Ron Eyester creates flavorful comfort in Morningside
It’s the dream of so many young chefs: a neighborhood sidewalk, a random weeknight — Wednesday perhaps — warm light spilling from large restaurant windows, the sound of people laughing. A full bar, the game playing silently on the TVs above. The dining room beyond bustling. A 20-minute wait for a table at 8:30 p.m.
Brick walls. Specials and cocktails written stylishly on chalkboards. An atmosphere that feels neighborly and personal.
But what to call such a restaurant? Something comforting but evocative of individuality. Something that speaks to the young chef’s other loves, possibly something that nods to his taste in music.
Such is the dream-turned-reality of Rosebud, owned by chef Ron Eyester and named after Jerry Garcia’s guitar.
Back when the space was Food 101 Morningside and Eyester was its chef but not its owner, the restaurant had many characteristics of a true neighborhood eatery. But there are some things you can’t manufacture, and it’s interesting to feel the palpable difference in tone that having a chef as owner imparts. Perhaps it's Eyester’s jovial presence in the dining room, stopping by tables and chatting with customers, pride radiating off him like so much Deadhead goodwill. Perhaps it’s the family-like camaraderie of the floor staff, who are as likely to be telling regulars about the parenting triumph of a baby’s first solid food (organic peas) as they are to be extolling one of Eyester’s dishes.
The neighborly tone is set in part by Eyester’s food, which aims to be comfort food with a pedigree. Even the physical menu, printed on brown paper and set up like a classic brasserie menu, manages to convey the flexibility of a true neighborhood bistro (cheese, shellfish, sides and weekly specials bump up against “main plates,” “beef,” and “some other stuff”) while maintaining the chef's all-American style. Eyester’s particular brand of comfort is heavy on rich, fatty ingredients, and occasionally borders on overkill. For the most part, though, the menu succeeds in delivering soul-soothing flavor with a side of homey goodness.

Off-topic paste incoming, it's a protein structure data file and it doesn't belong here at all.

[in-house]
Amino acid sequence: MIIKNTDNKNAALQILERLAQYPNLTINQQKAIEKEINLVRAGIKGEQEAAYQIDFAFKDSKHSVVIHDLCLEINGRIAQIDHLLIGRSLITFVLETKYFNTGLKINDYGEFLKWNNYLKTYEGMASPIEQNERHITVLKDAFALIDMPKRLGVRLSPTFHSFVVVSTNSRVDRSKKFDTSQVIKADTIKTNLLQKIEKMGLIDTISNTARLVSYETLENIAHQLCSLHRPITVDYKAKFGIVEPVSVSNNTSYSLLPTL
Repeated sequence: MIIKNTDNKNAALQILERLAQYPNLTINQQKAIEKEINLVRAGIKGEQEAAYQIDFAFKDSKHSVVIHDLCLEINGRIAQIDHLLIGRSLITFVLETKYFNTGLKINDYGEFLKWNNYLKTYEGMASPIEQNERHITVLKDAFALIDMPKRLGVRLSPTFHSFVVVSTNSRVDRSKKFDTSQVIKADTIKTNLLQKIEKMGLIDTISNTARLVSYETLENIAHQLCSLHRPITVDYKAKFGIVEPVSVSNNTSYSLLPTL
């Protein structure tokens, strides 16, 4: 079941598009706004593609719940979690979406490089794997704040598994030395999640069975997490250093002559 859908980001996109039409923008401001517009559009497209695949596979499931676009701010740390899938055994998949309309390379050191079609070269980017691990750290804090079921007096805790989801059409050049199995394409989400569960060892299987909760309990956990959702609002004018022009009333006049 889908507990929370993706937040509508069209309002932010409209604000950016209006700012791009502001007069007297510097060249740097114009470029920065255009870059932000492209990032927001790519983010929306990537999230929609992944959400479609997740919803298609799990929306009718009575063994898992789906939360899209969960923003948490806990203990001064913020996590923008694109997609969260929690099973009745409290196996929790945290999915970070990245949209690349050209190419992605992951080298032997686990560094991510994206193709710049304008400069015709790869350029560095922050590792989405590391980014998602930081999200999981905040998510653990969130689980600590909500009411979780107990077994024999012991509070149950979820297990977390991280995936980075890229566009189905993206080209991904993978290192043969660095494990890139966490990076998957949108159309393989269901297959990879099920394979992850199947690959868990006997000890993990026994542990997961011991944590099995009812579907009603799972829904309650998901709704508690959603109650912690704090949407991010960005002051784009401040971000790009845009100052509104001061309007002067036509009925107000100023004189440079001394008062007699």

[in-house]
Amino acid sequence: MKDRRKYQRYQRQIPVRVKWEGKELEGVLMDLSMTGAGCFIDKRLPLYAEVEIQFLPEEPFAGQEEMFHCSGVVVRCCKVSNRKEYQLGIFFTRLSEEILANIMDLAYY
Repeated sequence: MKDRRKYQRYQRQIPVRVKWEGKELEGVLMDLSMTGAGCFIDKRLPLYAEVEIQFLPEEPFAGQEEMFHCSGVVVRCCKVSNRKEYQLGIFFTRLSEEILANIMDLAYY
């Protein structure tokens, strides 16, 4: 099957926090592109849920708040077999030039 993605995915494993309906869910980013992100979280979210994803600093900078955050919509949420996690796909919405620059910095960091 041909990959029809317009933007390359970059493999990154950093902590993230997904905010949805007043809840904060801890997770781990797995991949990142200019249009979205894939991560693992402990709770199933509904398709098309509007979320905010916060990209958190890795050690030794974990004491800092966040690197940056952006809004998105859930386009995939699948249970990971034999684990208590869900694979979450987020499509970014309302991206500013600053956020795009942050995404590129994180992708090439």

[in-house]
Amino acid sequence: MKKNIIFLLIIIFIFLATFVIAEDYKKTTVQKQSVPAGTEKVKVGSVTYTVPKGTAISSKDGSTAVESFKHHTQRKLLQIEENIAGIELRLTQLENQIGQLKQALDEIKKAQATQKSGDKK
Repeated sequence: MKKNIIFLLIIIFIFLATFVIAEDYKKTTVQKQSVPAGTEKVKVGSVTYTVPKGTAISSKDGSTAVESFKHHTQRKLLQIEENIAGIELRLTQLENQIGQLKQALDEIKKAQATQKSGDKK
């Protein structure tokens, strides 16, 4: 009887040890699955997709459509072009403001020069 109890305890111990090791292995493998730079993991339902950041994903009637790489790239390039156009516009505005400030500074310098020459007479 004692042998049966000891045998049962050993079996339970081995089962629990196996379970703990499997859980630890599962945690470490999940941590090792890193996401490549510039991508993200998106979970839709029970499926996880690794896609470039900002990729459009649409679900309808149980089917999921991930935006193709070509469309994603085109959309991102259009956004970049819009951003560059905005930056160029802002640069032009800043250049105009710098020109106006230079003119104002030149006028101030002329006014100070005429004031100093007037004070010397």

Eyester’s version of pimento cheese is creamy, addictive, and served with buttery crackers. For the chicken liver appetizer, toast is topped with rich chicken liver spread, then garnished with pickles, onions, bacon and drizzled with sweet balsamic reduction. The combination is smoky, meaty, puckery and perfect.
On a recent fall evening, nothing could have been more satisfying than the hunk of melting pot roast accompanied by a side of sweet glazed baby carrots. This is the kind of honest American food that too few home cooks still produce, and too few restaurateurs reproduce to fill the void.
Fried chicken, served over mashed potatoes with green beans, is curiously without its bone, but manages to stay moist and delicious. A hulking lamb shank falls off the bone, the meat juicy, musky and flavorful, and perfectly paired with a Mediterranean jumble of fingerling potatoes, olives, crunchy fennel and snappy green beans. The dish could do without the sun-dried tomatoes, which seemed out of place and unnecessary. But that’s one of Eyester’s downfalls — sometimes he doesn’t know when to pull back.
There’s also an edge to this food that feels a bit too stoner-riffic to me. On an entrée of trout with Brussels sprouts, bacon and mustard-whipped potatoes, Eyester fell back into a pitfall I encountered a lot with him early in his tenure at Food 101 — overwhelming sweetness that had no place on the plate. And as much as I love that gooey pimento cheese, and many of these dishes individually, the fried-cheesy-animal fatty nature of much of Eyester's food becomes a lot to handle over the course of an entire meal. Fries cooked in clarified bacon grease, crab fondue with potato chips, tempura eggplant with crumbled goat cheese — all of these dishes taste good, but would be easier to enjoy one after the other if they were a touch lighter. On the Monday night brunch menu, a peanut butter and bacon patty melt had me wondering just how this menu was conceived. Dude … peanut butter … bacon … mmm.
But what we lose in healthfulness we gain in hospitality and goodwill. Rosebud is a restaurant that aims to feed its community, both figuratively and literally. On these colder nights, and in this difficult time for restaurants, it’s nice to see a place that’s bustling and full of warmth. Hooray for dreams turned into realities.